Editor’s note: YNaija presents conversations with survivors of the Benue flooding to inspire you

We would have loved to say that it is with excitement that we bring you another one of YNaija’s citizenship stories but you’ll agree that it is extremely difficult to be excited about the plight of Nigerians in Benue State right now. There hasn’t been much cause for positive excitement in Nigeria’s food basket for close to two months since residents got sacked by the third and the worst flooding incidents in Benue’s recent history.

YNaija commissioned Sadiq Sarumi, a young photojournalist, to visit the sites of the wreckage – from the ultra-modern market in Makurdi which still houses displaced persons to the sodden parts of Benue still in recovery. But our goal was not to sensitise an already sore spot in the recovery process going on there. Rather, we hoped to take the opportunity to spotlight the resilience that we so often boast of as an inherent Nigerian trait.

What Sadiq Sarumi quickly found out during his one-week of journeying around Benue, speaking with survivors and photographing the scenes is that there is some unspoken consensus amongst our neighbours in Benue to pick things up from where they lay awash and rebuild from inside out. There is fear and uncertainity, especially about how long before this happens again. There is also fear of being exploited by the larger media (and even the government) for gains and publicity. But mostly, there is a determination to just carry on in spite of it all.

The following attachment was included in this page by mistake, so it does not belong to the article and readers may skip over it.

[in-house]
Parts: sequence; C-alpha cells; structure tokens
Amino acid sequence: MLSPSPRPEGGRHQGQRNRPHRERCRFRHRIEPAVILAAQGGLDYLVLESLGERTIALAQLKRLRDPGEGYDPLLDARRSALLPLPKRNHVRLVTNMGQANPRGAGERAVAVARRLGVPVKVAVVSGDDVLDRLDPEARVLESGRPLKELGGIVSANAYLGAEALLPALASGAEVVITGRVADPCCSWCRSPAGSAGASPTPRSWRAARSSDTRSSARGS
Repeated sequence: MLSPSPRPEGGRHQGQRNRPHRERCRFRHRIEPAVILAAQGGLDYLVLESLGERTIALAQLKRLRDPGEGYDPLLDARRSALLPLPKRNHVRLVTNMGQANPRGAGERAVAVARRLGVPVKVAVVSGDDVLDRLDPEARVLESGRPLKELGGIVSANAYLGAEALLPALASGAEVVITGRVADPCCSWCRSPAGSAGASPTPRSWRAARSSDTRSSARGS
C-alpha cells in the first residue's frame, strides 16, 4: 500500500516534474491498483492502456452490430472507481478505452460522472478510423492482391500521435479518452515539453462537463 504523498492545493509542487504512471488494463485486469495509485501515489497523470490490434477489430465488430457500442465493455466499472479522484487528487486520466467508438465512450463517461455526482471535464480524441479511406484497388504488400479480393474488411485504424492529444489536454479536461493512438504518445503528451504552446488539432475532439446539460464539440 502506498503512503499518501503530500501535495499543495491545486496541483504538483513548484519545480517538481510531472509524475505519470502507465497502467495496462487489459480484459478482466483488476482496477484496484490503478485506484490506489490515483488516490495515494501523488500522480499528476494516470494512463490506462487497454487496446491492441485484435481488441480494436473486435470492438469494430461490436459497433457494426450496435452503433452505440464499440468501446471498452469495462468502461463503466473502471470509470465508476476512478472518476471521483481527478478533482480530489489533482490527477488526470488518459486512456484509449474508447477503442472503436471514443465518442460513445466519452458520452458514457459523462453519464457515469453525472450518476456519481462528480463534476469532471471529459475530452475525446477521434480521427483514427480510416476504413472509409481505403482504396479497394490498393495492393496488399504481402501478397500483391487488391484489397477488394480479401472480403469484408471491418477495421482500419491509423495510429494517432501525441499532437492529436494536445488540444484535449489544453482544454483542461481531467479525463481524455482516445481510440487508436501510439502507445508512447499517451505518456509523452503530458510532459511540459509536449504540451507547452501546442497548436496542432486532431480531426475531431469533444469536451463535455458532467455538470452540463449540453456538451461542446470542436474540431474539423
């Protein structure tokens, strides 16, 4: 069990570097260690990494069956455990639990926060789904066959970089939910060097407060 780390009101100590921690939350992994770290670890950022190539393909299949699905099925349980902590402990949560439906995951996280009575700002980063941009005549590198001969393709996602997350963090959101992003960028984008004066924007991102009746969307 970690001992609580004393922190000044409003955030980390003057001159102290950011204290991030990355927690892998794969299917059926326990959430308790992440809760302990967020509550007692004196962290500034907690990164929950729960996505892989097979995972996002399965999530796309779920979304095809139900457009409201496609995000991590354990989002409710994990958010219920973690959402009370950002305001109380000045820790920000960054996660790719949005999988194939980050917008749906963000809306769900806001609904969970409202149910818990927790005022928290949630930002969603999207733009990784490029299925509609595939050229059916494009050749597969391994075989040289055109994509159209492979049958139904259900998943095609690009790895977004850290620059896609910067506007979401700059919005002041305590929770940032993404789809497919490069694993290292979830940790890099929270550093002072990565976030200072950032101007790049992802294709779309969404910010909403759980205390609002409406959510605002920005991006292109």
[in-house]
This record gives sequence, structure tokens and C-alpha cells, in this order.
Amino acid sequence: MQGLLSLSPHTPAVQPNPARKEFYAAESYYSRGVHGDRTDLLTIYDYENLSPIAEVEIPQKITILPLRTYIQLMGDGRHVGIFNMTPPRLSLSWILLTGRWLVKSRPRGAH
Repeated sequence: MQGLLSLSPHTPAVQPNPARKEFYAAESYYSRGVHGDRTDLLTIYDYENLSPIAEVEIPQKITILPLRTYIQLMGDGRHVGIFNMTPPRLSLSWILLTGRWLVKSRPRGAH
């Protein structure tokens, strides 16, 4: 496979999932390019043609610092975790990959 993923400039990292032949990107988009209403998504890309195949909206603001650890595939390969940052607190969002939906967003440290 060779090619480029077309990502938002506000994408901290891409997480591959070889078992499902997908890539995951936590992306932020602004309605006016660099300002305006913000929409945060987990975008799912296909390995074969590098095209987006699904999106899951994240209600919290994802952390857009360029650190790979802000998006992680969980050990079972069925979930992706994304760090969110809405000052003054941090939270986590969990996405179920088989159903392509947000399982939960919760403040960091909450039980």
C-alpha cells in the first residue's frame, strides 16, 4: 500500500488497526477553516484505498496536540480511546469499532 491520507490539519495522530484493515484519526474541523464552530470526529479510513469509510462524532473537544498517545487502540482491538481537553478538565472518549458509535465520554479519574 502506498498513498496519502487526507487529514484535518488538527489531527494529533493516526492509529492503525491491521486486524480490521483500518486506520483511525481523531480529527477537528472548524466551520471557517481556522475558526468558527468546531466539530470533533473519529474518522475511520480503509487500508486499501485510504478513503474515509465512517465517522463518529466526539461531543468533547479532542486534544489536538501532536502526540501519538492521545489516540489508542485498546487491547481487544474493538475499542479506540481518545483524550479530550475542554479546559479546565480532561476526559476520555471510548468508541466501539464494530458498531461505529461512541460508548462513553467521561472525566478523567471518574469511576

You will see the aftermath of the flood from the eyes of Moses, a bilingual hardworking family man who is gracefully tackling the challenge of fixing up his compound and its six buildings which were all inundated while his family slept on the night of August 26th.

Hopefully, you will be as inspired, as we are, by superwoman, Susan, who has found the strength to hold her family of seven together through this rough patch while her husband, Spencer focuses on completing his Criminology degree at the Open University in Makurdi.

And when, like me, you are able to look past the tears in Moses’ young son’s eyes, you will find the refreshing strength in Tam Okeda‘s strides and even dare to tap from Lydia Iwenger‘s commitment to reopen her business as soon as possible.

These are Nigerians who refuse to be weighed down by misfortune and we hope that once you identify bits of your own selves in the people in this 5-part series, we can then begin conversations about the roles we can all play in mounting enough pressure on the authorities to ensure that this event never happens again.

Through story series like We Survived Boko Haram, Herdsmen Hazards, Blood Money, Beyond Biafra, Biafra’s Forgotten Soldiers, Seven Bloody Days of Summer and much more, you have seen iterations of YNaija’s commitment to looking beyond the headlines, and telling the humane stories because we strongly believe that citizens matter.

Thank you for joining us on another one of such journeys through this 5-part Water in a Basket series.

Roqeebah Olaoniye

Assistant Editor



You can read our last citizenship series here. Find the first part of this series here.

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